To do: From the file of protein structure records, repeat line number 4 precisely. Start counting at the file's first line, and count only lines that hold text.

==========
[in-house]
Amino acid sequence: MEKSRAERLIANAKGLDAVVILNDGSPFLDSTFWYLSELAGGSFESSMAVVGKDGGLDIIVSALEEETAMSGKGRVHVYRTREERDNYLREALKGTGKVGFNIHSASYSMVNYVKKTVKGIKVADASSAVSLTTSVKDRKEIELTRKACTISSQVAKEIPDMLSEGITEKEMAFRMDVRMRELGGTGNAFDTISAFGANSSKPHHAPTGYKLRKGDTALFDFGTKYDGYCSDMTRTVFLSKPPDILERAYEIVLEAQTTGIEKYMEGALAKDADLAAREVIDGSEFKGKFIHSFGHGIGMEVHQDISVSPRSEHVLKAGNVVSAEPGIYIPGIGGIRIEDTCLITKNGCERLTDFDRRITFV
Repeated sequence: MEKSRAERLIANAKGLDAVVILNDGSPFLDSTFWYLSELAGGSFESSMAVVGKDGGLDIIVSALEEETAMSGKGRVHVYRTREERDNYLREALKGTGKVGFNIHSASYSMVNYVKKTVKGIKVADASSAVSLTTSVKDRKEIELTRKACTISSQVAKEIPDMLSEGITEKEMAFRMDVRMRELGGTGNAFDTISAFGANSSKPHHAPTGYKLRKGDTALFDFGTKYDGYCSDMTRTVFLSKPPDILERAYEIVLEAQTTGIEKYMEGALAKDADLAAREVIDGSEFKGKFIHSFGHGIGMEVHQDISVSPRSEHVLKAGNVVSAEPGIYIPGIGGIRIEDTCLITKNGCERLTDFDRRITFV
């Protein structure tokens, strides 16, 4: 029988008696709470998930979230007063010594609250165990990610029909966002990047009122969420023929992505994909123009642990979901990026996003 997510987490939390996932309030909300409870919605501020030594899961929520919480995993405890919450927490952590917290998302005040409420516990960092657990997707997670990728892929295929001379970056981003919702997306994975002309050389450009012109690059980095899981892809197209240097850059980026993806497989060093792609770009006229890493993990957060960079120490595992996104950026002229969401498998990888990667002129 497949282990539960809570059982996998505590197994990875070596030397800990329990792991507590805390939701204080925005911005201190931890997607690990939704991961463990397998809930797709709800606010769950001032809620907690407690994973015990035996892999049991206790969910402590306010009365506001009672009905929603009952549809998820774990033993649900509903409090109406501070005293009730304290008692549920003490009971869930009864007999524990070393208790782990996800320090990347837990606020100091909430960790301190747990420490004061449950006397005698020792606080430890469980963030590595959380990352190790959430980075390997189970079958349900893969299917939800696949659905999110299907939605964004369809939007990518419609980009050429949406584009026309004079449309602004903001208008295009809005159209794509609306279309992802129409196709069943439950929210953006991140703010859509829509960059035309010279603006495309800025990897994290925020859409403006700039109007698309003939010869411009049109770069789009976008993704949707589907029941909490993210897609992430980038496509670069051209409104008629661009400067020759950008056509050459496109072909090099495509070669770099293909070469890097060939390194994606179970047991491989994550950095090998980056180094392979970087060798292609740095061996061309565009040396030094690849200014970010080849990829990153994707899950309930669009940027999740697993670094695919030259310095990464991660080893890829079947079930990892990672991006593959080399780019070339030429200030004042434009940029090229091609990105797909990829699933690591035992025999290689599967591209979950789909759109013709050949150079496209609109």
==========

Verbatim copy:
């Protein structure tokens, strides 16, 4: 029988008696709470998930979230007063010594609250165990990610029909966002990047009122969420023929992505994909123009642990979901990026996003 997510987490939390996932309030909300409870919605501020030594899961929520919480995993405890919450927490952590917290998302005040409420516990960092657990997707997670990728892929295929001379970056981003919702997306994975002309050389450009012109690059980095899981892809197209240097850059980026993806497989060093792609770009006229890493993990957060960079120490595992996104950026002229969401498998990888990667002129 497949282990539960809570059982996998505590197994990875070596030397800990329990792991507590805390939701204080925005911005201190931890997607690990939704991961463990397998809930797709709800606010769950001032809620907690407690994973015990035996892999049991206790969910402590306010009365506001009672009905929603009952549809998820774990033993649900509903409090109406501070005293009730304290008692549920003490009971869930009864007999524990070393208790782990996800320090990347837990606020100091909430960790301190747990420490004061449950006397005698020792606080430890469980963030590595959380990352190790959430980075390997189970079958349900893969299917939800696949659905999110299907939605964004369809939007990518419609980009050429949406584009026309004079449309602004903001208008295009809005159209794509609306279309992802129409196709069943439950929210953006991140703010859509829509960059035309010279603006495309800025990897994290925020859409403006700039109007698309003939010869411009049109770069789009976008993704949707589907029941909490993210897609992430980038496509670069051209409104008629661009400067020759950008056509050459496109072909090099495509070669770099293909070469890097060939390194994606179970047991491989994550950095090998980056180094392979970087060798292609740095061996061309565009040396030094690849200014970010080849990829990153994707899950309930669009940027999740697993670094695919030259310095990464991660080893890829079947079930990892990672991006593959080399780019070339030429200030004042434009940029090229091609990105797909990829699933690591035992025999290689599967591209979950789909759109013709050949150079496209609109």